My fellow Paras were charged 10 Mils for which they were able to watch a movie every night. I also collected all the bottles left behind by each audience and kept the place tidy. The bottles - hundreds of them - provided another source of income because I traded them for cash. A quick rake in the sand also turned up a load of coins that had fallen out of customers' pockets. In a good week I made about £50.00.
The film that proved most popular with the Paras was called Rasputin. It had been made Warner Brothers in France and so it went into great graphic detail about the Russian monk's sex life, with no holds barred. The dialogue was entirely in French and there were no subtitles, but no one gave a damn as the 'action' was arousing for the lads deprived of any contact with the opposite sex.
Everything went smoothly - the troops and officers were happy and I was earning more than my army pay - while Lt. Colonel Jackson was the 'boss', but he was transferred and his replacement was brought to us from a County Regiment and ended our entertainment. His presence has become part of Para folklore.
Tracking the terrorists to their lairs
WE spent most of our time out in the open roaming the hills and mountains. We did so many sweeps that the names of these operations have long since been forgotten. We would carry rations for three days and would meet up with a truck towards the end of that time to collect more rations and then carry on.
Matters came to a head when all the lads were going out on patrol with a six-pack of our own Pegasus beer. Strict orders were given that this practice must end but every one ignored them. Things changed when we were issued with a second water bottle, then we did not have an excuse to take the beer.
(EDITOR'S NOTE: There were further protests by the Paras after the new CO arrived. From all accounts, he was a martinet who believed the primary role of the regiment was to achieve top marks for spit and polishing and to perform routines only found in basic training. The men refused to be humiliated. The CO threatened to charge them for disobeying orders. The Paras refused to accept his punishments and instead requested they face courts martial.
(While the request moved up the chain of command, the officers' mess turned into a flaming inferno and the CO's tent was set on fire so many times that he was forced to order an armed guard to protect it from future attacks. The next time it went up in flames, it was because the guard had fallen asleep on the CO's bed. The Paras, of course, knew the man with the matches.
(When the General Officer Commanding British Forces in Cyprus received the 600-strong list to face courts martial, he immediately recognized something was very badly wrong at the Para camp. Soon afterwards the CO was sent elsewhere.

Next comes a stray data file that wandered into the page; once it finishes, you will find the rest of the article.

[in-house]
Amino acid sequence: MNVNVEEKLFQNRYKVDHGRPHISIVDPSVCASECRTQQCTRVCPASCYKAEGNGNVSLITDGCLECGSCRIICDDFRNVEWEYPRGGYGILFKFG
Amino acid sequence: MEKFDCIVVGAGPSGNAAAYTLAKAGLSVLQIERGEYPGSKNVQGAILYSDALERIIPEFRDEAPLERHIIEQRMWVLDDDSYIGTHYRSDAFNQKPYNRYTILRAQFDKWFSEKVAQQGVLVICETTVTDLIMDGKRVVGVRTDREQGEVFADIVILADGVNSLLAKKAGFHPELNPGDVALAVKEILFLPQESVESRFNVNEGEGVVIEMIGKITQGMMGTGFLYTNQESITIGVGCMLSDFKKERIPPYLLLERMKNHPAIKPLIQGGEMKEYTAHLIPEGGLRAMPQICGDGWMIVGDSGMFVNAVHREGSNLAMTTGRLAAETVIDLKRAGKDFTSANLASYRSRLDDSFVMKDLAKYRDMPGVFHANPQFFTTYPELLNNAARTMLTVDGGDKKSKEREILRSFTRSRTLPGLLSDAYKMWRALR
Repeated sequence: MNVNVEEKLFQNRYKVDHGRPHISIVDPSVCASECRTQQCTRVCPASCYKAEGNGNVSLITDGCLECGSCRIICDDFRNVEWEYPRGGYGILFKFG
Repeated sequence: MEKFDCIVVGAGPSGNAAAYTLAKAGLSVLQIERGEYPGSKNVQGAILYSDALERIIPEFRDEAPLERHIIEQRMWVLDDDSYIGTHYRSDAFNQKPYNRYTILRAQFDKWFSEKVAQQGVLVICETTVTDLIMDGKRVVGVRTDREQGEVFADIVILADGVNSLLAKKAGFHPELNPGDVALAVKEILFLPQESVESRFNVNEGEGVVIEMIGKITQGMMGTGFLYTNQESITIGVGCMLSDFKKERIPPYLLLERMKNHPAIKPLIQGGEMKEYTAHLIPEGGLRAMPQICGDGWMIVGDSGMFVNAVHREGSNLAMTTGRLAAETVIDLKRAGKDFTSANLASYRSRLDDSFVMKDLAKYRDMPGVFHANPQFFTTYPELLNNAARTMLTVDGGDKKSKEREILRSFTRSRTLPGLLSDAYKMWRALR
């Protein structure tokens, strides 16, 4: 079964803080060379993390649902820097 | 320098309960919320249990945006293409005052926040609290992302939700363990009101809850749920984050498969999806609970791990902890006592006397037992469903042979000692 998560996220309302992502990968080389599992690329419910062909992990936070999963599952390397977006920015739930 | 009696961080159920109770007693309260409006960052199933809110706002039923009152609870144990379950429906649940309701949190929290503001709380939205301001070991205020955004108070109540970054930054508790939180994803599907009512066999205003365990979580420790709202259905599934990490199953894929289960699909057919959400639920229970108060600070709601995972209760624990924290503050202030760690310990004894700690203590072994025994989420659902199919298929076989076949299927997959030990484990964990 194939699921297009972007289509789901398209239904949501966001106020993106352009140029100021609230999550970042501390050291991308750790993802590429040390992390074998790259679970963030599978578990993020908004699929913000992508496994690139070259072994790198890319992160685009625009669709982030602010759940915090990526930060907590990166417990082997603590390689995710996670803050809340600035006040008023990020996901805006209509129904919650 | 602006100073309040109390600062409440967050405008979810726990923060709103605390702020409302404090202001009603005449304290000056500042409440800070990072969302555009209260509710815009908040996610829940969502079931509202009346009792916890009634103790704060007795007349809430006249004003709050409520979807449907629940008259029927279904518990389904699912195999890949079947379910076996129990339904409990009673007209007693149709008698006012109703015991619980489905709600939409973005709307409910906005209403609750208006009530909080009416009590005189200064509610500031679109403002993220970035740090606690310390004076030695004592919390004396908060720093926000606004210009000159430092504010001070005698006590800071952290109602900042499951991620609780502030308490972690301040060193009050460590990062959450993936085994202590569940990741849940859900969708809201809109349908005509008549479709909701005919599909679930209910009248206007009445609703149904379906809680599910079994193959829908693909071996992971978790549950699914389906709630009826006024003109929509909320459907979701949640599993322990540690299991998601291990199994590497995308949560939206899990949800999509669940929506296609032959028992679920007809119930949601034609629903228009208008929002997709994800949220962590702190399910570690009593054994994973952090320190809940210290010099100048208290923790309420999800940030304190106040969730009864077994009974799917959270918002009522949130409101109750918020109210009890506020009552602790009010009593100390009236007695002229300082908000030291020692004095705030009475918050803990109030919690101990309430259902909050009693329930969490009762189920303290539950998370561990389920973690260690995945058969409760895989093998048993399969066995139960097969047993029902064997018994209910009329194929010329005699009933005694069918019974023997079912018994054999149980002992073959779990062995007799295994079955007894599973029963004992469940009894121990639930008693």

(Once the CO had packed and gone, the regiment's adjutant took over, all charges were dropped and life returned to normal, whatever that was.)
One of our biggest success occurred in the Troodos Mountains. We set off early from our camp and had not gone far when we saw people running away from us, down a mountain as fast they could. They were probably 300 - 400 yards away, going like the clappers, when we gave chase.
Preparations for another conflict
IN mid-1956, the buildup for Operation Musketeer began. We were to invade Egypt and reclaim the Suez Canal from President Nasser, although we did not know that at the time. Our work in Cyprus was placed on the backburner and we were recalled to the UK for more parachute training, after which we were on the move again.
There was a small chemical toilet for the crew, but we peed in the rear of the bomb bay and the pee was sucked through the seams in the bay doors by the slipstream I often wondered how many people below wondered why they felt rain on a clear day. We stowed our kit at the front of bomb bay to avoid contamination. The aircraft carried 30 to 50 of us on each flight. Because the planes were not pressurized and there were no seats, flying in a Shackleton was an endurance test especially when we crossed the Alps.
After our additional parachute training in Britain, we set off for Cyprus again - in Shackletons.
On this return leg we had brought so much extra gear that the planes could not get over the mountains and so they flew at a very low altitude. At times the aircraft wings came close to scraping the sides of gorges and canyons or so we thought. Even in September the temperature drops below freezing at that height, but one bright spark had the idea of sitting in the rear gun turret to have a better view. When we landed to refuel in Malta, he was frozen solid. He had to be lifted out and carted off to hospital. We never saw him again.
I had traveled to Cyprus for the first time by troop ship, a journey that took about two weeks, but returned to the UK by a Coastal Command Shackleton, stopping briefly at RAF Idris in Libya for the aircraft to refuel. We landed back in Blighty on 15 December 1956, touching down at Hampshire's Blackbush airport in the early hours of the morning.
OUT of about 100 men in the company in 1956, there were 60 who attended. The reunions are annual events and when 1 Para was at Dover they were held there. Now they take place at No.1 Parachute Training School and at RAF St Athan in Wales. They reunions are good enough to attract former Paras from as far away as Canada and Australia.
(EDITOR'S NOTE: 1 Para today is permanently attached to the SAS as the Special Forces Support Group. This group consists of a battalion from 1 Para and a company of Royal Marine Commandos, with a squadron from the RAF Regiment consisting of 22 men.)
© Bryan Hunter and David Carter 2008